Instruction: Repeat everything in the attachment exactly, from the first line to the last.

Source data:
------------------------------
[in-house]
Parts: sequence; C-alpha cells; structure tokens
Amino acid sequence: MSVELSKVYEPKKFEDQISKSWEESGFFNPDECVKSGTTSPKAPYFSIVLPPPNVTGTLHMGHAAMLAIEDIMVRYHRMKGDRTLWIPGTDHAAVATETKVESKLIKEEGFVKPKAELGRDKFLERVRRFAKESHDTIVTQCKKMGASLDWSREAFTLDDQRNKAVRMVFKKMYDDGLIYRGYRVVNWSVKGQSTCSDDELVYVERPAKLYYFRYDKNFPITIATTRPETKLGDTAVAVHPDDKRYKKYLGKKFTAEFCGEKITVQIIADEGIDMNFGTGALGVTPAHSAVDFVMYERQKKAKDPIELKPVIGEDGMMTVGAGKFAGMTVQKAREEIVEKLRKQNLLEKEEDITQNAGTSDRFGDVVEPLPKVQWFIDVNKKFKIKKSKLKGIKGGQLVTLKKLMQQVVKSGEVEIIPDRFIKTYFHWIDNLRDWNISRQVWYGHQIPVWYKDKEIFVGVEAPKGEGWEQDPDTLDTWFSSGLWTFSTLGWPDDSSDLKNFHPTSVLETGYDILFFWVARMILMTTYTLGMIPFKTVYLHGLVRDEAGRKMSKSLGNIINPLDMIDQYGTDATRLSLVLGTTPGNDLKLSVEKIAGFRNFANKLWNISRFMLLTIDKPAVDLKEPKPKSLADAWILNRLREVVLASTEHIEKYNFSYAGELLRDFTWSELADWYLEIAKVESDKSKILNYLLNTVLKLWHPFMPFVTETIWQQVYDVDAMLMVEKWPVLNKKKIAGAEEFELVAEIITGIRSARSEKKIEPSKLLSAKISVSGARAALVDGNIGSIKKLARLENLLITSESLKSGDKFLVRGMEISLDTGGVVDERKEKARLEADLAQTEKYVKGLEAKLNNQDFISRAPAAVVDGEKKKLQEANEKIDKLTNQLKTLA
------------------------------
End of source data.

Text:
[in-house]
Parts: sequence; C-alpha cells; structure tokens
Amino acid sequence: MSVELSKVYEPKKFEDQISKSWEESGFFNPDECVKSGTTSPKAPYFSIVLPPPNVTGTLHMGHAAMLAIEDIMVRYHRMKGDRTLWIPGTDHAAVATETKVESKLIKEEGFVKPKAELGRDKFLERVRRFAKESHDTIVTQCKKMGASLDWSREAFTLDDQRNKAVRMVFKKMYDDGLIYRGYRVVNWSVKGQSTCSDDELVYVERPAKLYYFRYDKNFPITIATTRPETKLGDTAVAVHPDDKRYKKYLGKKFTAEFCGEKITVQIIADEGIDMNFGTGALGVTPAHSAVDFVMYERQKKAKDPIELKPVIGEDGMMTVGAGKFAGMTVQKAREEIVEKLRKQNLLEKEEDITQNAGTSDRFGDVVEPLPKVQWFIDVNKKFKIKKSKLKGIKGGQLVTLKKLMQQVVKSGEVEIIPDRFIKTYFHWIDNLRDWNISRQVWYGHQIPVWYKDKEIFVGVEAPKGEGWEQDPDTLDTWFSSGLWTFSTLGWPDDSSDLKNFHPTSVLETGYDILFFWVARMILMTTYTLGMIPFKTVYLHGLVRDEAGRKMSKSLGNIINPLDMIDQYGTDATRLSLVLGTTPGNDLKLSVEKIAGFRNFANKLWNISRFMLLTIDKPAVDLKEPKPKSLADAWILNRLREVVLASTEHIEKYNFSYAGELLRDFTWSELADWYLEIAKVESDKSKILNYLLNTVLKLWHPFMPFVTETIWQQVYDVDAMLMVEKWPVLNKKKIAGAEEFELVAEIITGIRSARSEKKIEPSKLLSAKISVSGARAALVDGNIGSIKKLARLENLLITSESLKSGDKFLVRGMEISLDTGGVVDERKEKARLEADLAQTEKYVKGLEAKLNNQDFISRAPAAVVDGEKKKLQEANEKIDKLTNQLKTLA